Inception: I Wish I had Made This.
Inception is a film that I wish I had written.
It is easily the best film I have seen this millenium.
Future archaeologists will regard this film as Christopher Nolan’s high-water mark. I say this with melancholy and hope that my prediction is misaligned. I don’t know if anything Nolan makes again will be this collected and that fills me with mourning for masterpieces yet to be made.
Inception braids several genres together in a manner most masterful. It is a caper story and a psychological thriller, a romance tale and an action vehicle, a puzzling mystery and a con-artist yarn. I felt a brilliant dizziness watching these plates juggled, breathlessly waiting for breakage.
You see, I wanted the story to implode because I wanted to have written it.
Spoiler: I was denied the satisfaction of schadenfreude. All of the story’s shenanigens pay off in a satisfying manner.
Have I discussed what the meat of the plot yet? I haven’t? Hrm. I’m not sure it’s possible for to do so cogently. You see, Inception is about dreaming. To explain the storyline is to retell your dream from last night. Events only make sense in the context of their own timelines, realities, and dreamers.
The plot of Inception is strong and easy to follow. However, like the dream-stories it spins, Inception is more about the feeling and experience of the dreaming rather than any crude linear timeline. And why would Nolan want to talk about timelines anyway? He already did that.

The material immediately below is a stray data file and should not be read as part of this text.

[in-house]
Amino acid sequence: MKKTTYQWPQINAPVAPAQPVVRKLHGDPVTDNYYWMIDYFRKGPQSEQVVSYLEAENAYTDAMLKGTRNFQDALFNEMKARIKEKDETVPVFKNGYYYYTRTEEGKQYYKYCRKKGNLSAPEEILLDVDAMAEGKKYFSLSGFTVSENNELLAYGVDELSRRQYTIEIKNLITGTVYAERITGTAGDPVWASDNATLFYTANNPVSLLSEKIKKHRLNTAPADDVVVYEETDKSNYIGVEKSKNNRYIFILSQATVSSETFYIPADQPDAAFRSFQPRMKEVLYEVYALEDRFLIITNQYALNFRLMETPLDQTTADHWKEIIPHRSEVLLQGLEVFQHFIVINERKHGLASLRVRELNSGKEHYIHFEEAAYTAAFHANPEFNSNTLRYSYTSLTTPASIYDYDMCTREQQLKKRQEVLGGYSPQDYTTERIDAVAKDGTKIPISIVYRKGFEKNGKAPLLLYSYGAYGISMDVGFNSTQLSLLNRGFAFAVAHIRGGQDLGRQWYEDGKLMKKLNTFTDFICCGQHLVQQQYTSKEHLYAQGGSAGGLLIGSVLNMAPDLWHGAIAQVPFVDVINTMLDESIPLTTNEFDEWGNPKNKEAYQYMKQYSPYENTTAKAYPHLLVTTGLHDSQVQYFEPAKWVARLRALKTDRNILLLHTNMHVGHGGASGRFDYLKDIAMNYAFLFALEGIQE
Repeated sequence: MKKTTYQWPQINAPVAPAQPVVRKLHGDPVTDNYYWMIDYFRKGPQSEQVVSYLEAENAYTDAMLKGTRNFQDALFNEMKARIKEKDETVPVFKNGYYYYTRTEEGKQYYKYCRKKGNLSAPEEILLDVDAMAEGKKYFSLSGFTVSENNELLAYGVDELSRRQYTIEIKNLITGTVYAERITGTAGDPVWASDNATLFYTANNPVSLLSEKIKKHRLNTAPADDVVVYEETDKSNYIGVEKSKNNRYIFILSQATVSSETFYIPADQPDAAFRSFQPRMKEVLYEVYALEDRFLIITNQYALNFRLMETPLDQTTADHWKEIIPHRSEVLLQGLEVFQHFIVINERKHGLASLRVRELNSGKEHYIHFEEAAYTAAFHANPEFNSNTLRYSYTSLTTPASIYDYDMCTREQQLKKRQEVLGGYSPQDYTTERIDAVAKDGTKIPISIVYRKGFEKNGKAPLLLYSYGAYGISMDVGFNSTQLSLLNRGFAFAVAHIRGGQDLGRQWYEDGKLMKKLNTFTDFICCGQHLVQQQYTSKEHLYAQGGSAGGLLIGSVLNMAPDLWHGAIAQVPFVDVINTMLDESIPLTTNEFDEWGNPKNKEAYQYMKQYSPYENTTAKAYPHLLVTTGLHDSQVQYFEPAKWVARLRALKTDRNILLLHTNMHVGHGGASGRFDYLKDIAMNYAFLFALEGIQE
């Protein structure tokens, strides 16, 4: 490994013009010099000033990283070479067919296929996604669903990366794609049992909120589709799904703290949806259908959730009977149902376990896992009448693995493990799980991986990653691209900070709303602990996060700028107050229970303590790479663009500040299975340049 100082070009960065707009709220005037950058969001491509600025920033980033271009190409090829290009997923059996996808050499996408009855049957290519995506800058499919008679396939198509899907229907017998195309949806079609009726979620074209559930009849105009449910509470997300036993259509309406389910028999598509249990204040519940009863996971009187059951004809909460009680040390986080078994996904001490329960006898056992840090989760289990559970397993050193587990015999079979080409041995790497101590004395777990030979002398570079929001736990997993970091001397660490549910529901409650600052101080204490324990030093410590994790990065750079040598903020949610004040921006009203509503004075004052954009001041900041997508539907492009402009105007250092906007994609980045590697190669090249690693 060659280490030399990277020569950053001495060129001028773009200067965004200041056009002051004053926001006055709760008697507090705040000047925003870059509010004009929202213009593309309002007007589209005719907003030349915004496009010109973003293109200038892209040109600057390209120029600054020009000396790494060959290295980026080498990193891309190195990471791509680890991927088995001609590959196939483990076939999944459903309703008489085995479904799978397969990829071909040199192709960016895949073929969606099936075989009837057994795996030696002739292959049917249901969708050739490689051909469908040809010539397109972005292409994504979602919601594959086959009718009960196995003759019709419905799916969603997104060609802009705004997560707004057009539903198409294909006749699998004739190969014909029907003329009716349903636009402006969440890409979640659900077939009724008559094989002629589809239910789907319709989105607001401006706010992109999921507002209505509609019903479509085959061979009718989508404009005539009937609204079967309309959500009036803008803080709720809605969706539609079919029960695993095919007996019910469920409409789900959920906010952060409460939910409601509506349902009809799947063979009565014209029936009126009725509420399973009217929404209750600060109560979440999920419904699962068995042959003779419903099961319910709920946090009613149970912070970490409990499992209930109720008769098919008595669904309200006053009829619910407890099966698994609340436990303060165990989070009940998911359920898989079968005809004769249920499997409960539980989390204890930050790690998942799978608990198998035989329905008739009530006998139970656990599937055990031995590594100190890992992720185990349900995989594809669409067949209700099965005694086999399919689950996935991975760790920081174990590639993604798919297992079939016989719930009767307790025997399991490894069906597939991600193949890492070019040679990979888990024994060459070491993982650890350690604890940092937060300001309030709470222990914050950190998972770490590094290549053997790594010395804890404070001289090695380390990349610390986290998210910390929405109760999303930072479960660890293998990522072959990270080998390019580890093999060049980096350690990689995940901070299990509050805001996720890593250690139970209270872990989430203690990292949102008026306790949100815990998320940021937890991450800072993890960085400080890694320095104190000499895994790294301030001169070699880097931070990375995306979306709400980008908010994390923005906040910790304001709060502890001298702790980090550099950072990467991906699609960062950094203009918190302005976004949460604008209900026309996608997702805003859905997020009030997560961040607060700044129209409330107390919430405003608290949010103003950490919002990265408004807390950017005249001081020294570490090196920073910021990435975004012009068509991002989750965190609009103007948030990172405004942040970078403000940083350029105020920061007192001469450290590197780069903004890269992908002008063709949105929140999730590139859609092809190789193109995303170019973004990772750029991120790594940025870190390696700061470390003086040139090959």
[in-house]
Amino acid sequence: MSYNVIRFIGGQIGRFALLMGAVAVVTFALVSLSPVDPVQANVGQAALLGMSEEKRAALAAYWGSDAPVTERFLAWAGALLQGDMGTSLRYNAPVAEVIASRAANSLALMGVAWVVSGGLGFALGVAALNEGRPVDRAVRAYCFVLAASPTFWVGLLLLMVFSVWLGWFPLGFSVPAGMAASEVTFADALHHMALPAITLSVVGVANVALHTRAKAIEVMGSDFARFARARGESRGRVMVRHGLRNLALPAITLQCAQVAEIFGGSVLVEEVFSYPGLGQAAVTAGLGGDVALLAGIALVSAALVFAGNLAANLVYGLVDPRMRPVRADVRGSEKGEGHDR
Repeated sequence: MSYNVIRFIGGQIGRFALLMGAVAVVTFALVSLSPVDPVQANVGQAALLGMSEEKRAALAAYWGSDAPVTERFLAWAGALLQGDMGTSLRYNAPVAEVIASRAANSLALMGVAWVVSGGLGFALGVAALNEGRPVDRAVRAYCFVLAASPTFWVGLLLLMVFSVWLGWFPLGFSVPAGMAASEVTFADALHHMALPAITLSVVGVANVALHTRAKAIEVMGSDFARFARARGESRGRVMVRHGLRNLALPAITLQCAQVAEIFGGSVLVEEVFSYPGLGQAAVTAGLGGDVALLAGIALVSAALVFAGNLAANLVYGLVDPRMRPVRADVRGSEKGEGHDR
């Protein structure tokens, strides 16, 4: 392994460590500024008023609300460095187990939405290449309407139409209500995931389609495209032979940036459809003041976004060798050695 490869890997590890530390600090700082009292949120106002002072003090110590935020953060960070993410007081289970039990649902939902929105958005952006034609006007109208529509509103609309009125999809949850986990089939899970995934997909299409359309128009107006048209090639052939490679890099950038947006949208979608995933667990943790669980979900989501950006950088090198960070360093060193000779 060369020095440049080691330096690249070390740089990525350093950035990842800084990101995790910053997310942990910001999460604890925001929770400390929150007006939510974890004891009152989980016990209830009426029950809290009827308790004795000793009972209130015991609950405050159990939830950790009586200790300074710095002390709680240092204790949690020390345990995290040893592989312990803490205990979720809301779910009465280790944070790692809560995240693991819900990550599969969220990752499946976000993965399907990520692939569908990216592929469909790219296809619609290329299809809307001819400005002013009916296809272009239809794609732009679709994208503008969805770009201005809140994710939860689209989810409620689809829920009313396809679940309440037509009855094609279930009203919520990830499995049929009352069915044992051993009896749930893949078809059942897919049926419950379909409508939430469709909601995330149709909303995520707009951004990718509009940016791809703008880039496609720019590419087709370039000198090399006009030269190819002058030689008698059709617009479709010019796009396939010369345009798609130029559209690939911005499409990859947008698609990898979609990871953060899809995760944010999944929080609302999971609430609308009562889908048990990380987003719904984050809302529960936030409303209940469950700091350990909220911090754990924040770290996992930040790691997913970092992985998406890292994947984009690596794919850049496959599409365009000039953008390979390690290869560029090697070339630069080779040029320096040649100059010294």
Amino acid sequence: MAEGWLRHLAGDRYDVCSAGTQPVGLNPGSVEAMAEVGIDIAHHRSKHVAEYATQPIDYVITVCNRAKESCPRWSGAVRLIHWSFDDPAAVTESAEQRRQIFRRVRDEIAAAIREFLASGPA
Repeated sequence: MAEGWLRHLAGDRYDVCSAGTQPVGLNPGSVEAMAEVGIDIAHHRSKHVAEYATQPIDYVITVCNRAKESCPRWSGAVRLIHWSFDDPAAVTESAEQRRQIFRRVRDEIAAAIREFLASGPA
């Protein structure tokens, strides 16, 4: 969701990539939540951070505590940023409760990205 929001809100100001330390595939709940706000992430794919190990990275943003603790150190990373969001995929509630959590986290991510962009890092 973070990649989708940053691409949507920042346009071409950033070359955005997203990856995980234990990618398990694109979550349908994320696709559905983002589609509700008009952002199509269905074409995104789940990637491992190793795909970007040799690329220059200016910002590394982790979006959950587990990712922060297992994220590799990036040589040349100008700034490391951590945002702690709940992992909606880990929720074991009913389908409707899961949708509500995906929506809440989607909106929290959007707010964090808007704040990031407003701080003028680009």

The movie is filled with small hedges towards its philosophic underpinnings. At one point, the team’s “dream architect” imagines into “reality” two large mirrors facing each other, which then display an infinite number of Ellen Pages and Leonardo DiCaprios receding into the far forever,
None of those are the real versions of the characters. Not even the physical bodies between the mighty marbled mirrors: they, too, are figments within a dream, avatars of their sedated, sleeping selves.
That scene forms the existential seeds of the forbidden apple-of-knowledge within Inception’s Garden of Eden. The idea of disassociated reality repeats through the film, over and over again (turtles all the way down). There are some Deep Core questions concerning the nature of existence and our perception of it: are there dreams within dreams within dreams?
Nolan twists and spins the story back upon itself with this idea, creating a climax that occurs at the same time in four different realities, each running at a different speed – and does so in a way that the audience is never left to wonder “which reality is this scene occuring?”
It’s masterfully done.
I could easily spend several hundred words discussing the film in the context of other existential films (like Dark City, one of my favorites). How the movie is what I had hoped the The Matrix trilogy would have been, or how the film’s final scenes call back to Blade Runner.
However, to do so may very well dilute what Inception really is, and I don’t want to do that.
Dear reader, if you carry even the slightest degree of respect for my opinion about matters such as these, you will see this film.
And do it before someone stupidly spoils it for you.